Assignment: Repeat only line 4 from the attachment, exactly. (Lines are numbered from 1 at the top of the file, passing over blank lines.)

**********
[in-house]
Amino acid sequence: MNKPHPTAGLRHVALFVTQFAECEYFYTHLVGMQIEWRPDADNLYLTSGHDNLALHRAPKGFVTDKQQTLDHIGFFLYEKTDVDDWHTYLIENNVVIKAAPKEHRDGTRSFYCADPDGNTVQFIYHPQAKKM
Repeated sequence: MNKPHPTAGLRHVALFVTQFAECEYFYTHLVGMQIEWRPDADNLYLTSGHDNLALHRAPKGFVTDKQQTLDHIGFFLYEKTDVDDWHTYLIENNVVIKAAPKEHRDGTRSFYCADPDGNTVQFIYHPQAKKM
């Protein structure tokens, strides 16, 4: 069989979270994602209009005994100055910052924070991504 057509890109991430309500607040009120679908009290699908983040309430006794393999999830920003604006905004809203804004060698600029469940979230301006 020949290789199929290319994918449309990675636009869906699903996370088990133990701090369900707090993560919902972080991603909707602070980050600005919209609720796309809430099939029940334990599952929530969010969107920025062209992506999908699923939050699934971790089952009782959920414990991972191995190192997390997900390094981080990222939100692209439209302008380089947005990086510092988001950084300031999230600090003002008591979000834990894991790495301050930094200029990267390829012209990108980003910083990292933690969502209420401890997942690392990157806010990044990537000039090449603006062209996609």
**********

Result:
């Protein structure tokens, strides 16, 4: 069989979270994602209009005994100055910052924070991504 057509890109991430309500607040009120679908009290699908983040309430006794393999999830920003604006905004809203804004060698600029469940979230301006 020949290789199929290319994918449309990675636009869906699903996370088990133990701090369900707090993560919902972080991603909707602070980050600005919209609720796309809430099939029940334990599952929530969010969107920025062209992506999908699923939050699934971790089952009782959920414990991972191995190192997390997900390094981080990222939100692209439209302008380089947005990086510092988001950084300031999230600090003002008591979000834990894991790495301050930094200029990267390829012209990108980003910083990292933690969502209420401890997942690392990157806010990044990537000039090449603006062209996609």